Via a Sunday morning report from ESPN’s Chris Mortensen and Adam Schefter, Jones has “slowed down, if not impeded” the contract extension for NFL commissioner Roger Goodell.
And Jones isn’t even an official member of the six-man compensation committee, which determines Goodell’s salary package.
“If not for Jerry,” one person familiar with the contract negotiations told ESPN, “this deal would be done.”
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Goodell’s current contract as commissioner expires in 2019, and according to ESPN, it was expected that the extension would have been in place before the season kicked off last week. But now that Jones has made himself the seventh member of the compensation committee, it’s unclear if or when a deal will be done.
There is a conference call scheduled for Wednesday for compensation committee members, and ESPN sources said that call is expected to produce a specific term proposal for Goodell; Jones will be on the call.
The ESPN report said it’s a “source of contention” whether Goodell will receive a firm proposal after the conference call. Some owners believe the contract extension is imminent, another ESPN source said, “there’s no way that happens right now.”
Though in the past Jones has denied that he’s part of the compensation committee, ESPN league sources said Goodell was informed that Jones would take part in the contract extension process around the same time Goodell was deciding whether or not to suspend Cowboys star running back Ezekiel Elliott for violation of the league’s personal-conduct policy, stemming from incidents in 2016.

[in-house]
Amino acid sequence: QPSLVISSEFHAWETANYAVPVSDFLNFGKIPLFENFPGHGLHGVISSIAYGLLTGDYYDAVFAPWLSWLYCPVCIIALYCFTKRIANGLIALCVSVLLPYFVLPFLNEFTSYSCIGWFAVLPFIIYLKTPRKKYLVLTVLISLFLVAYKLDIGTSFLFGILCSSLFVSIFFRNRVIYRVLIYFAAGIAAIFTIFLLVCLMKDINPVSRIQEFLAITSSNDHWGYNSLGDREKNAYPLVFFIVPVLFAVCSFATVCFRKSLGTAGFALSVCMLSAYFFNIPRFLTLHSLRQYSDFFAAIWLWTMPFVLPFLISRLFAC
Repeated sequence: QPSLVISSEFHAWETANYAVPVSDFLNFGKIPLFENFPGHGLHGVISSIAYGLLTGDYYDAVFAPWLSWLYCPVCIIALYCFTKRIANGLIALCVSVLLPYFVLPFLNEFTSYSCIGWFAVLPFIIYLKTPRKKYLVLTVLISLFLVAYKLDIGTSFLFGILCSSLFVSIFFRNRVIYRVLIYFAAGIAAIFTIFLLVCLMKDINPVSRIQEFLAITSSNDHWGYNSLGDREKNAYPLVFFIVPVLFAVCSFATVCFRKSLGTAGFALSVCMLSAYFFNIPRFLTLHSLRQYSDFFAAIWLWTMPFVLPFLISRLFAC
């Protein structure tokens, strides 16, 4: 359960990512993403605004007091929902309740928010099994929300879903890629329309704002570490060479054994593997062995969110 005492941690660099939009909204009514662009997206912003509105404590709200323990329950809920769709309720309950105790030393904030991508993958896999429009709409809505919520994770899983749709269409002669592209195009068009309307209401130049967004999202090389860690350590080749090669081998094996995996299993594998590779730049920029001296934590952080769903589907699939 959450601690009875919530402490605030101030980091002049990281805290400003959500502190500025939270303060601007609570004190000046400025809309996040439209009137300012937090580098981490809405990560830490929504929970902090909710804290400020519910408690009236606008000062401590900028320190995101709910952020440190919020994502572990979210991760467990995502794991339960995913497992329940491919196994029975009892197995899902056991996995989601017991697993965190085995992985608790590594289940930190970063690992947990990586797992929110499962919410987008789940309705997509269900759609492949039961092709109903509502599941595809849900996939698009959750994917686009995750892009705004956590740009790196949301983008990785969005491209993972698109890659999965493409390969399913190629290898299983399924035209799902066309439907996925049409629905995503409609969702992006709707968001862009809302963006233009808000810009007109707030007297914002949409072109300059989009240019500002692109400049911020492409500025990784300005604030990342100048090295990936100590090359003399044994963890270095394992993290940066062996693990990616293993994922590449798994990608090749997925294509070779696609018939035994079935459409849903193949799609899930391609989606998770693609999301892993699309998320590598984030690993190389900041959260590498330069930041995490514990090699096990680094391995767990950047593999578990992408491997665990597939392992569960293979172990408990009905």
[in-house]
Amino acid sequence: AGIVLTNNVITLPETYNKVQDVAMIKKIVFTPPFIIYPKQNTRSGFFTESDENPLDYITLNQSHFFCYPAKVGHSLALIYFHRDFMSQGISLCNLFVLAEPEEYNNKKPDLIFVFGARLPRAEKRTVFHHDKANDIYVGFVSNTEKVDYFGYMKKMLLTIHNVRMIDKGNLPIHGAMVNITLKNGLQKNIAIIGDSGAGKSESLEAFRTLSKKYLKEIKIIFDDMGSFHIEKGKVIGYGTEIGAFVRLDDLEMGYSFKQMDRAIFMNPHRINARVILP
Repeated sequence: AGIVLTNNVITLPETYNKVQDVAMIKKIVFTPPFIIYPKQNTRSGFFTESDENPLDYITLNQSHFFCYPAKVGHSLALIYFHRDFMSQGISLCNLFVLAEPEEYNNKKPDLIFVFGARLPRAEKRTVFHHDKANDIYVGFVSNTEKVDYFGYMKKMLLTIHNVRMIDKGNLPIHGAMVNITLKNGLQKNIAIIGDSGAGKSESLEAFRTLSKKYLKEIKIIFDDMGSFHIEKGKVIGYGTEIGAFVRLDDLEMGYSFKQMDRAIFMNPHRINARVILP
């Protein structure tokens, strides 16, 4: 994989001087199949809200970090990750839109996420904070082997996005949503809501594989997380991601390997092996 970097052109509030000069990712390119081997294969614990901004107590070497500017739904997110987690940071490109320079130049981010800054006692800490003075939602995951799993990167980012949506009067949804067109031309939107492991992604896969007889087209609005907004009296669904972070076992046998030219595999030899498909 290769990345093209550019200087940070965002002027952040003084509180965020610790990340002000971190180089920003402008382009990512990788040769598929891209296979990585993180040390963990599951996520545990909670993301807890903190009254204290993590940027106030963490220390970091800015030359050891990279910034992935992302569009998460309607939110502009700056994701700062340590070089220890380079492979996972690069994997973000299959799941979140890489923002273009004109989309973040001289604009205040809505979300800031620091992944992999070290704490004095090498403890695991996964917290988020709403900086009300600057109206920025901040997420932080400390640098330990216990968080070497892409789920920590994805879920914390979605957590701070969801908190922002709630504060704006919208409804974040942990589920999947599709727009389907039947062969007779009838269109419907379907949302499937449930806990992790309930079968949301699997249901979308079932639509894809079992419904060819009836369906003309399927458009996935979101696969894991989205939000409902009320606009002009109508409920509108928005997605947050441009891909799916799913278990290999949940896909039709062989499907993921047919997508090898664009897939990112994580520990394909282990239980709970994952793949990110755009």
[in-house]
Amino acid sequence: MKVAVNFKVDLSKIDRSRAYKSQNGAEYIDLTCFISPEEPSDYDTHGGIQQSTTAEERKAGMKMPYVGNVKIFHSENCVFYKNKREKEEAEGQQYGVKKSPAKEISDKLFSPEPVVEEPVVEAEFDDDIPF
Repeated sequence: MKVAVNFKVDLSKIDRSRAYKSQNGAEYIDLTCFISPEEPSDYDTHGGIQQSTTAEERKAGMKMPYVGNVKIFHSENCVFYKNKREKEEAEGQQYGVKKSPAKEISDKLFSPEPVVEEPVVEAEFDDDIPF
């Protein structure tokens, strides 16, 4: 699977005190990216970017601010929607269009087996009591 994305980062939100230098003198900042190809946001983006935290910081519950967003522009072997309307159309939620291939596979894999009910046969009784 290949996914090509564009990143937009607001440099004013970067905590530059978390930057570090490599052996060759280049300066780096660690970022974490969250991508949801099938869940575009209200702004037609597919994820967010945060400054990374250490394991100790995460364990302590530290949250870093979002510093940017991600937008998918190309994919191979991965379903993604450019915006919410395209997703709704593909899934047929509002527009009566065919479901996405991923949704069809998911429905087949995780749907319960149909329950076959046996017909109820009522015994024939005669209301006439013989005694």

The six official members of the compensation committee are chairman Arthur Blank of the Atlanta Falcons, Kansas City Chiefs owner Clark Hunt, New England Patriots owner Robert Kraft, New York Giants co-owner John Mara, Houston Texans owner Bob McNair and Pittsburgh Steelers owner Art Rooney II. Jones reportedly sees himself as representing the other 26 owners not on the committee.
ESPN sources said McNair believes there should be a significant restructuring of Goodell’s contract.
Jones is arguing much the same; one source told ESPN he has argued for months that other owners believe Goodell makes “way too much money” and wants to see both a pay cut for Goodell and change to the formula that determines the commissioner’s compensation.
In his 11 years as commissioner, Goodell has made over $200 million, including a salary of $44 million in 2015.
Jones reportedly believes other members of the league office are also overpaid.
“Jerry’s not saying, ‘Don’t hire Roger.’ He’s saying, ‘I hate this [proposed] deal; redo it,'” one ESPN source said.
One owner who supports Goodell said there is also a question of whether Goodell will accept the terms of a new extension, particularly as it is expected to be performance-based and would include incentives that would enable Goodell to earn close to what he has in the past.
Jones is not pleased with the six-game suspension given to Elliott, and that case is now in the courts. That’s one example of the acrimony between Jones and Goodell, which likely stretches back to 2011, when Goodell punished Dallas and Washington for treating the uncapped 2010 season like an uncapped season.
Update: Prior to Sunday night’s game between the Atlanta Falcons and the Green Bay Packers, Falcons owner Arthur Blank denied that Jones is holding up any negotiations. “The speculation is incorrect,” Blank told Peter King. “He is not impeding it. I got a note from him the other day. He’s comfortable with where we are.” The owners involved in determining Goodell’s compensation are scheduled to finalize those discussions on Wednesday.
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